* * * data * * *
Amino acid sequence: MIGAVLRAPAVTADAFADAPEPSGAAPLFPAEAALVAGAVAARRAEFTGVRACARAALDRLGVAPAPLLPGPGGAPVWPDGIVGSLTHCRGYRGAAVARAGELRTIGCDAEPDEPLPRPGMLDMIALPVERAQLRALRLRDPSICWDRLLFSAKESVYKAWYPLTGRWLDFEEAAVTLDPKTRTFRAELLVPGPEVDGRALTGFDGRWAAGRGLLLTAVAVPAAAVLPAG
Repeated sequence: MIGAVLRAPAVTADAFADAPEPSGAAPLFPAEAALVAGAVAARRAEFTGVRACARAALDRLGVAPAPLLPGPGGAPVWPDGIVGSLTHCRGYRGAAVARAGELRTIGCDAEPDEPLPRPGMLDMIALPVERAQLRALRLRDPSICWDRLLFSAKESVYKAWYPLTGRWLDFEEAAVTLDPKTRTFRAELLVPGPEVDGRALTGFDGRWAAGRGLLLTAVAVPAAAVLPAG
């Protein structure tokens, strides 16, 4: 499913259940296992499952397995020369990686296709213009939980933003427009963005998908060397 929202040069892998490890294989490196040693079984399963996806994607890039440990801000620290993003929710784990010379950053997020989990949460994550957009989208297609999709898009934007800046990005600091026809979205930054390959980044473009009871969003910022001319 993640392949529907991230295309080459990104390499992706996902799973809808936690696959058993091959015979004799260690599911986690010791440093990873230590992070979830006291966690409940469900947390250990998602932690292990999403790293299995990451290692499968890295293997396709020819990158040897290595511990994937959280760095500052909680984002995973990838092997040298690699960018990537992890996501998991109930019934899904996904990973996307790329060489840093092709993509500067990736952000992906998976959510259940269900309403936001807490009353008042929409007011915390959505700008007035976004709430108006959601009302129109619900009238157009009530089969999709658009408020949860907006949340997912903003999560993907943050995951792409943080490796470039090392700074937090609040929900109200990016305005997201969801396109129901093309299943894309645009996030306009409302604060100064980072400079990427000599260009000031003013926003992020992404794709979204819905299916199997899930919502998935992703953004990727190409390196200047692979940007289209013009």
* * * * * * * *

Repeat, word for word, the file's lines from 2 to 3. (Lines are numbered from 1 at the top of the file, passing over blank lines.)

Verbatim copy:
Repeated sequence: MIGAVLRAPAVTADAFADAPEPSGAAPLFPAEAALVAGAVAARRAEFTGVRACARAALDRLGVAPAPLLPGPGGAPVWPDGIVGSLTHCRGYRGAAVARAGELRTIGCDAEPDEPLPRPGMLDMIALPVERAQLRALRLRDPSICWDRLLFSAKESVYKAWYPLTGRWLDFEEAAVTLDPKTRTFRAELLVPGPEVDGRALTGFDGRWAAGRGLLLTAVAVPAAAVLPAG
């Protein structure tokens, strides 16, 4: 499913259940296992499952397995020369990686296709213009939980933003427009963005998908060397 929202040069892998490890294989490196040693079984399963996806994607890039440990801000620290993003929710784990010379950053997020989990949460994550957009989208297609999709898009934007800046990005600091026809979205930054390959980044473009009871969003910022001319 993640392949529907991230295309080459990104390499992706996902799973809808936690696959058993091959015979004799260690599911986690010791440093990873230590992070979830006291966690409940469900947390250990998602932690292990999403790293299995990451290692499968890295293997396709020819990158040897290595511990994937959280760095500052909680984002995973990838092997040298690699960018990537992890996501998991109930019934899904996904990973996307790329060489840093092709993509500067990736952000992906998976959510259940269900309403936001807490009353008042929409007011915390959505700008007035976004709430108006959601009302129109619900009238157009009530089969999709658009408020949860907006949340997912903003999560993907943050995951792409943080490796470039090392700074937090609040929900109200990016305005997201969801396109129901093309299943894309645009996030306009409302604060100064980072400079990427000599260009000031003013926003992020992404794709979204819905299916199997899930919502998935992703953004990727190409390196200047692979940007289209013009």